I’m in Chicago right now visiting some of my friends. Yesterday we decided to go to my old workplace, the Art Institute of Chicago, which has one of the best collections of Impressionist and Post-Impressionist art in the world. Imagine my surprise when I found myself staring at a first-generation iPod shuffle accessory.
Some of you may remember this accessory from back in the day when Apple made the first shuffle that looked like a white stick of Wrigley’s gum. The accessory/piece of art is called iBelieve and is basically a T-shaped cap that turns your first-gen iPod shuffle into a Cross you can wear around you neck.
The plaque next to the artwork reads:
American, born 1969
iPod shuffle, plastic, and fabric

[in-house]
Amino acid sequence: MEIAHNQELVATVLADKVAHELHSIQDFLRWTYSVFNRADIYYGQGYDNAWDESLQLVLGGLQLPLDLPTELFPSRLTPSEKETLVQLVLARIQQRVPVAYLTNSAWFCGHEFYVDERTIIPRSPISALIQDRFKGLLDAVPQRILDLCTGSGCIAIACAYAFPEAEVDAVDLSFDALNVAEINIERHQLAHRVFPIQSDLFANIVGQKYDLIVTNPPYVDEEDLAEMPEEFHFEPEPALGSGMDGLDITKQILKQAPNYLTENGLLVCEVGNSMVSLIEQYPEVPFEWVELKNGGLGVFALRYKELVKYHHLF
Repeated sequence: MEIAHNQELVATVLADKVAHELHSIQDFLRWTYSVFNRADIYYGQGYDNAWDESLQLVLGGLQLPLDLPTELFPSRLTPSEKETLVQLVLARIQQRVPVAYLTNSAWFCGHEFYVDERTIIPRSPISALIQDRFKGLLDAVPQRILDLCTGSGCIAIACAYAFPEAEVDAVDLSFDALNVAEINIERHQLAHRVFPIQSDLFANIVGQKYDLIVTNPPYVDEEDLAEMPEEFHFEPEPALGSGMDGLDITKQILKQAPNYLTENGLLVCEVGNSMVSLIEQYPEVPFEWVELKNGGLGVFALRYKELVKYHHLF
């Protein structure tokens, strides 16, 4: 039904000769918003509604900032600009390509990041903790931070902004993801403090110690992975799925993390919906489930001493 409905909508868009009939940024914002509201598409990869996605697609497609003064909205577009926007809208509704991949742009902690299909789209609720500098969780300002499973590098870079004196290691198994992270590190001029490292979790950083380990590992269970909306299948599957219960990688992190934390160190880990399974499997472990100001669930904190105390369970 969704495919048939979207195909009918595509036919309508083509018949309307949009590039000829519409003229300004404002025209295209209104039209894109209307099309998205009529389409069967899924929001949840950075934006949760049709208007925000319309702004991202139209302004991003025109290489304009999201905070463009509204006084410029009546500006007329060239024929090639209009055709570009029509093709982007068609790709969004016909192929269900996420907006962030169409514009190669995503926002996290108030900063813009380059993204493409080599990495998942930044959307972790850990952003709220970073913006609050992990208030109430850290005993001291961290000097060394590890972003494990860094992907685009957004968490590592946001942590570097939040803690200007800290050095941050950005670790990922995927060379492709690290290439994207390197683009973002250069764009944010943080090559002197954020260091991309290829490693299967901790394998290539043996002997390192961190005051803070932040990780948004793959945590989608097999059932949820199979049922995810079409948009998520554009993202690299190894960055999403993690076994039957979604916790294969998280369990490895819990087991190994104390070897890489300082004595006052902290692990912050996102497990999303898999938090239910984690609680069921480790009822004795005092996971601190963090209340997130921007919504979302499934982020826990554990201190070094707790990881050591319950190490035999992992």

(including replacement cap)
Before relocating to Chicago in 2006 to set up his own studio, industrial designer Scott Wilson was a lead designer at Nike and IDEO. His innovative projects run the gamut from furniture to household products to high-performance sports equipment. iBelieve is part of a series of self-produced works and was inspired by the current popularity of the iPod. The conceptual design consists of a replacement cap, or what Wilson refers to as a “divine accessory,” for the iPod shuffle. When snapped onto a shuffle, the attachment creates a cruciform shape, which enables consumers to profess their devotion to this omnipresent electronic device. Conceived as a tongue-in-cheek commentary on consumer culture, Wilson took advantage of viral marketing techniques and posted the design to a blog, which received 250,000 hits in one day as a result.
I’ve always known about the various online Apple museums, but who could have imagined that a cap for one of Apple’s worst-designed iPods would some day be hanging in the same museum with the likes of Van Gogh’s Bedroom in Arles and Edward Hopper’s Nighthawks?